Problem : To generate all Combinations of a set of distinct elements

Before we start discussing about the implementation we will go through the basic definitions of Combinations. Then we discuss the method to generate all the Combinations with examples and descriptions. Then the source code to implement the method will be presented. Continue reading.

### Definitions

Combination:
• A Combination of a set of distinct objects is an un-ordered arrangement of some or all of these objects.Let A = {1,2,3} , then {1}, {2}, {3}, {1,2}, {2,3} , {1,3}, {1,2,3} and {} are the all the combinations of set A
r-Combination:
• An r-Combination of a set of distinct objects is an un-ordered arrangement of ‘r’ elements of these objects. Let there be n distinct elements in a set, then a combination of r elements selected from that set is an r-combination of the set.Let A = {1,2,3} then {1,2},{1,3},{2,3} are the 2-permutations of set A

A combination of a certain set is simply a subset of it. Like the sets {1,2} and {2,1} are the same combinations, because they are the same subsets of the set {1,2,3}. If there are ‘n’ elements in a set, then combinations with length ‘r’ (where $r < n$) would be $(^{n}C_{r}) = 1$ . The total number of combinations that can be generated is $\sum_{r=0}^{n}(^{n}C_{r}) = 2^{n}$. No repetitions of a certain set element is allowed here.

### The Idea

The main idea is to group the bit positions with a ‘1’ of the binary count sequence and use that group to select a combination from a string. Each binary count is unique ie. the places where it has 1’s (or 0’s) are unique in each count. For each count we will get a unique set of bit positions where the bit is 1. For example, the 4 bit binary count starts from 0000 and ends in 1111 . When a bit position is ‘1’ we can think that bit position is selected. and such in 1010 bit position 1 and 3 are selected. Because each count has a unique set of positions which is ‘1’ , each count will select a unique set of positions, and as we count up different combinations of bit positions get selected, thus counting from 0000 to 1111 will select all possible combinations of bit positions. To select a combination from a source string this unique set of bit positions can be used to filter-out/select-from another string and make a combination.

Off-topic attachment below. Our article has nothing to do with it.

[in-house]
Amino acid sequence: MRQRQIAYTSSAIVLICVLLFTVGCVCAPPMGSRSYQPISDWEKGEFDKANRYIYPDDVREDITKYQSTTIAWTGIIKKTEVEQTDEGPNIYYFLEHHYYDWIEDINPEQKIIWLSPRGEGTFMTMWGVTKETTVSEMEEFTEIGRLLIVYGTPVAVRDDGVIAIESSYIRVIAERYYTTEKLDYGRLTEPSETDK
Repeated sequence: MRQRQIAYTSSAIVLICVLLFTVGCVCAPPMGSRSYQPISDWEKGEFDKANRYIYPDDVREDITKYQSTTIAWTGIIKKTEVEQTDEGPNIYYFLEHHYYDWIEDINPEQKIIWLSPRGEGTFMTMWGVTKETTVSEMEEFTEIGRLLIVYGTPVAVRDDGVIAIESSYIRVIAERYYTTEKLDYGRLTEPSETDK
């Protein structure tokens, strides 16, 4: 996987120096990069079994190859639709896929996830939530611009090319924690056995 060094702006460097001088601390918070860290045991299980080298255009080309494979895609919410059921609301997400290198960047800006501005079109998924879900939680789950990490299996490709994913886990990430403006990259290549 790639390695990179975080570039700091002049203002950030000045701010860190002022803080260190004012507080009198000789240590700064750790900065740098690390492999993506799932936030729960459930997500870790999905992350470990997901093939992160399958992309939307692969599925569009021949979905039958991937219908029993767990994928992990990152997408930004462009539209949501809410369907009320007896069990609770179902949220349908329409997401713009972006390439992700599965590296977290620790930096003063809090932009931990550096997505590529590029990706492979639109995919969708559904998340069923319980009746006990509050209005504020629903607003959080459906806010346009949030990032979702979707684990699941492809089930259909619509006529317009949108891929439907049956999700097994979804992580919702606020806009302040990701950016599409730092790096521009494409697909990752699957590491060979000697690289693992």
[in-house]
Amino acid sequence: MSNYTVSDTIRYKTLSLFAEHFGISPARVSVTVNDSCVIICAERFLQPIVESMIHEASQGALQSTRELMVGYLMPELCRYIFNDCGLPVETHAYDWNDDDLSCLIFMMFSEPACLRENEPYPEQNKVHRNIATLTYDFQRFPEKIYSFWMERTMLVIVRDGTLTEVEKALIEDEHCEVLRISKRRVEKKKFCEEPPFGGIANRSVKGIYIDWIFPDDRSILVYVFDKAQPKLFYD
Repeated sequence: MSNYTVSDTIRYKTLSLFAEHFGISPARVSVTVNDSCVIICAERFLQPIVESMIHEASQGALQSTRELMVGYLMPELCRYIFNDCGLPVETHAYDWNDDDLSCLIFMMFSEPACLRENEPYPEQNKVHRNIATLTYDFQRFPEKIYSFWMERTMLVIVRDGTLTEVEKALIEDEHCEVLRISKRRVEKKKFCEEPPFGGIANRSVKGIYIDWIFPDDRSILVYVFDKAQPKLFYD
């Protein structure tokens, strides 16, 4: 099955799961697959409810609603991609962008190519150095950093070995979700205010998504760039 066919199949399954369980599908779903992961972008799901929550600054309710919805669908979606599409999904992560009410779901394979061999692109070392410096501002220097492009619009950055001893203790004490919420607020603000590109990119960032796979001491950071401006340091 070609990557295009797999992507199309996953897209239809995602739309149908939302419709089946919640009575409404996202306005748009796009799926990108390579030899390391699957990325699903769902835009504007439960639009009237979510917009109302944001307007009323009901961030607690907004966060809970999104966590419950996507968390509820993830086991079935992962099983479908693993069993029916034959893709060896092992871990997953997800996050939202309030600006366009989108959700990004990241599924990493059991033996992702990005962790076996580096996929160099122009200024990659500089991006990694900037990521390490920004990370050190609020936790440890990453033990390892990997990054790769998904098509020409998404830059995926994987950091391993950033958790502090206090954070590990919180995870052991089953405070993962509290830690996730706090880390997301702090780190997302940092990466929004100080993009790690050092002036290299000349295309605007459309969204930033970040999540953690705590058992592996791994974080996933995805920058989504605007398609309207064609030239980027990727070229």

Lets go through this with an example. Let there be a source string of length 4. Each count of the 4 bit binary number has 1’s and 0’s in a certain position and no other count has 1’s and 0’s in the same positions. Like in 1011 there are 1’s in the 0th , 1st and 3rd position and a 0 in the 2nd position. No other binary count has the 1’s and 0’s in the same positions as 1011 . We group the bit position and form a set. Like in the previous example, 1011 will make a set {0,1,3} . For each count we can make such a set consisting of bit-positions where the bit is a 1. Each count will generate a unique set of bit positions. Let the source string of length 4 be "abcd". For each such set generated from the binary count, we use the set elements (position numbers) to select from the string "abcd" and generate the combinations. Like the {0,1,3} selects the combination "dca". As we count up the binary sequence different positions get selected getting new sets and because each set is unique it will select a unique set of characters from the string “abcd” and form combinations.

All the combinations of a 4 length string is shown below. Study the below table to get the idea.

+-------+------------+-----------+
| Binary | Position  |  Selected |
| Count  | Set       |  String   |
+-------+------------+-----------+
| 0000   | {}        |  ""       |
| 0001   | {0}       |  "a"      |
| 0010   | {1}       |  "b"      |
| 0011   | {0,1}     |  "ab"     |
| 0100   | {2}       |  "c"      |